Ali Mekhriev in his garden in Abastumani. Ali was among the first to return to the village from where his father was deported in 1944. Ali says that his father had always told him that their family would one day return to Georgia. However, the return to Abastumani turned out to be not as smooth as one would have hoped for: the family home had long been leveled, and the locals gave them a rather cold and suspicious reception. Building peace with the Abastumani’s Christian community took a few years, and it did not come easy. “We have a perfect relationship now,” says Ali. “What really matters is the kind of person you are: if you are a reasonable person, you won’t have problems with others.”

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Kutaisi-Baghdati-Abastumani-Benara, Georgia
By TemoBardzimashvili
29 Mar 2011

Ali Mekhriev, a member of the Meshkhetian community, plants potatoes in his garden. Abastumani, Georgia.

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Meskhetian Turks 28
Октябрьская, Kant, Kyrgyzstan
By TemoBardzimashvili
11 Mar 2011

People from the Meshkhetian community wait for the bride to come out at this wedding in the village of Kant near Bishkek in Kyrgyzstan.

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Minorities in Georgia ( 35 of 37)
Talaveri, Georgia
By TemoBardzimashvili
15 Nov 2010

The construction of Talaveri mosque. In 2009 the construction of the mosque has stopped after a few Georgian Orthodox priests and members of ultra-religious organization The Union of the Orthodox Parents arrived to the village and demanded to stop the construction. The construction resumed in 2010 after the case was widely covered in the local media. The Union is notorious for its frequent protests, some of them ending with violence, against religious and sexual minorities, as well as public celebration of such "satanic" holidays as Halloween. Talaveri, 2010

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Minorities in Georgia (16 of 37)
Tbilisi, Georgia
By TemoBardzimashvili
19 Aug 2010

Tbilisi Molokans celebrate Transfiguration day. Molokans, sectarian Christians deported to the Caucasus in the 19th century from Russia, are one of the small minorities living in Georgia. Despite the religious difference, Molokans are usually treated respectfully in Georgia. "Somehow Molokans are taken by Georgians more as an ethnic minority, rather than a religious one," says Koba Chopliani, an expert on ethnic minority issues at the Georgian Public Defender's office. Chopliani says that in Georgia there's much less religious than ethnic tolerance.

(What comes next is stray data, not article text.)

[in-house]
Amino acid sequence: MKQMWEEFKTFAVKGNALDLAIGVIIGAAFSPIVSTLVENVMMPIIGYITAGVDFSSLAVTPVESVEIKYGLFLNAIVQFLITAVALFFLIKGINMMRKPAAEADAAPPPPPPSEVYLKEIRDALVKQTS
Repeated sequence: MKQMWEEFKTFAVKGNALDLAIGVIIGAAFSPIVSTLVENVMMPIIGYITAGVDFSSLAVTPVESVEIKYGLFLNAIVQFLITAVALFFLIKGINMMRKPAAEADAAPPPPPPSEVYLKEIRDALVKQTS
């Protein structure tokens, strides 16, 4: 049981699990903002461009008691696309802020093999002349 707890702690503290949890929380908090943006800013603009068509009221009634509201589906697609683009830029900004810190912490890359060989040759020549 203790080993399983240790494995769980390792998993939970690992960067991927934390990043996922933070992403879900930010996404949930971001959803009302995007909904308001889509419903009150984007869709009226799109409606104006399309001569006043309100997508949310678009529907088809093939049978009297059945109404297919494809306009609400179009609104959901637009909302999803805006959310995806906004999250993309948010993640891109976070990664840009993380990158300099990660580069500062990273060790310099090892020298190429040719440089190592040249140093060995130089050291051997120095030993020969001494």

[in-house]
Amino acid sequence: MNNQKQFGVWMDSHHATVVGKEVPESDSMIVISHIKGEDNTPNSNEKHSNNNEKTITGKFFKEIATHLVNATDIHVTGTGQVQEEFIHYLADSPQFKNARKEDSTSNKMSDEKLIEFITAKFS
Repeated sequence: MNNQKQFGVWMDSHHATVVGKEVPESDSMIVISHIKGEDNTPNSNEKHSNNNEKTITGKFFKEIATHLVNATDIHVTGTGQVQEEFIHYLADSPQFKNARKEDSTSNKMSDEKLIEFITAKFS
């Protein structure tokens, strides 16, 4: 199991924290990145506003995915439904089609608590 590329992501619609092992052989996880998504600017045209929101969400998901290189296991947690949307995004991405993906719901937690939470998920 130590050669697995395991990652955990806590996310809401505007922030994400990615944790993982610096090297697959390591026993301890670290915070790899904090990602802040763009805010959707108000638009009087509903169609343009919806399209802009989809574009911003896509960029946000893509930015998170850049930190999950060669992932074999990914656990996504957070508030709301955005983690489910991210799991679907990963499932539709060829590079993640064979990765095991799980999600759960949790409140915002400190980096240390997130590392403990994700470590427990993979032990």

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Minorities in Georgia (15 of 37)
Tbilisi, Georgia
By TemoBardzimashvili
19 Aug 2010

Tbilisi Molokans celebrate Transfiguration day. Molokans, sectarian Christians deported to the Caucasus in the 19th century from Russia, are one of the small minorities living in Georgia. Despite the religious difference, Molokans are usually treated respectfully in Georgia. "Somehow Molokans are taken by Georgians more as an ethnic minority, rather than a religious one," says Koba Chopliani, an expert on ethnic minority issues at the Georgian Public Defender's office. Chopliani says that in Georgia there's much less religious than ethnic tolerance.

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Minorities in Georgia ( 17 of 37)
Tbilisi, Georgia
By TemoBardzimashvili
18 Aug 2010

Tbilisi Molokans celebrate Transfiguration day. Molokans, sectarian Christians deported to the Caucasus in the 19th century from Russia, are one of the small minorities living in Georgia. Despite the religious difference, Molokans are usually treated respectfully in Georgia. "Somehow Molokans are taken by Georgians more as an ethnic minority, rather than a religious one," says Koba Chopliani, an expert on ethnic minority issues at the Georgian Public Defender's office. Chopliani says that in Georgia there's much less religious than ethnic tolerance.

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Minorities in Georgia ( 14 of 37)
Tbilisi, Georgia
By TemoBardzimashvili
18 Aug 2010